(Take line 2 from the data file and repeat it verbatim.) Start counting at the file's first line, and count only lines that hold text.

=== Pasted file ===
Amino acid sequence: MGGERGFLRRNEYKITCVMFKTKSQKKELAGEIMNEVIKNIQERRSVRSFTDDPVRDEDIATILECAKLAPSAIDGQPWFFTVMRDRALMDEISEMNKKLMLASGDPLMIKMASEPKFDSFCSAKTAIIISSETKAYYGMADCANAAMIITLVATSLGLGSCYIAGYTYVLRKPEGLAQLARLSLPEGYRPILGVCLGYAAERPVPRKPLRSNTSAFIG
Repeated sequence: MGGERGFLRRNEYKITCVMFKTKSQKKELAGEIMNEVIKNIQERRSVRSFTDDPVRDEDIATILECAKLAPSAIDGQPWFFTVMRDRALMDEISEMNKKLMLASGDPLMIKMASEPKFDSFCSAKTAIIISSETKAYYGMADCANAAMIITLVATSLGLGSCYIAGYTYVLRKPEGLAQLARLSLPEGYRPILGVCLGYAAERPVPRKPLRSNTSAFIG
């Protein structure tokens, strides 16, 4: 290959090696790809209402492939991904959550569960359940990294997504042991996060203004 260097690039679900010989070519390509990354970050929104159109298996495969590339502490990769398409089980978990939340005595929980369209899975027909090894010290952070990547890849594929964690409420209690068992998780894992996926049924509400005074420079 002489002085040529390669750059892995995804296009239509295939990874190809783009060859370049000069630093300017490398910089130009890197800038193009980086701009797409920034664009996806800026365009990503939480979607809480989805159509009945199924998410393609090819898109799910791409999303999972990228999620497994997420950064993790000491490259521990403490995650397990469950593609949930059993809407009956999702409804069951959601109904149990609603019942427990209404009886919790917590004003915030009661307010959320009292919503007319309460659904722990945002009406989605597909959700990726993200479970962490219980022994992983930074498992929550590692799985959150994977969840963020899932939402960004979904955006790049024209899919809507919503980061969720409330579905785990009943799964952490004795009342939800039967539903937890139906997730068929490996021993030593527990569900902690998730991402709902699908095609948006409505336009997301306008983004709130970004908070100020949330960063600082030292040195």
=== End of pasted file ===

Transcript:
Repeated sequence: MGGERGFLRRNEYKITCVMFKTKSQKKELAGEIMNEVIKNIQERRSVRSFTDDPVRDEDIATILECAKLAPSAIDGQPWFFTVMRDRALMDEISEMNKKLMLASGDPLMIKMASEPKFDSFCSAKTAIIISSETKAYYGMADCANAAMIITLVATSLGLGSCYIAGYTYVLRKPEGLAQLARLSLPEGYRPILGVCLGYAAERPVPRKPLRSNTSAFIG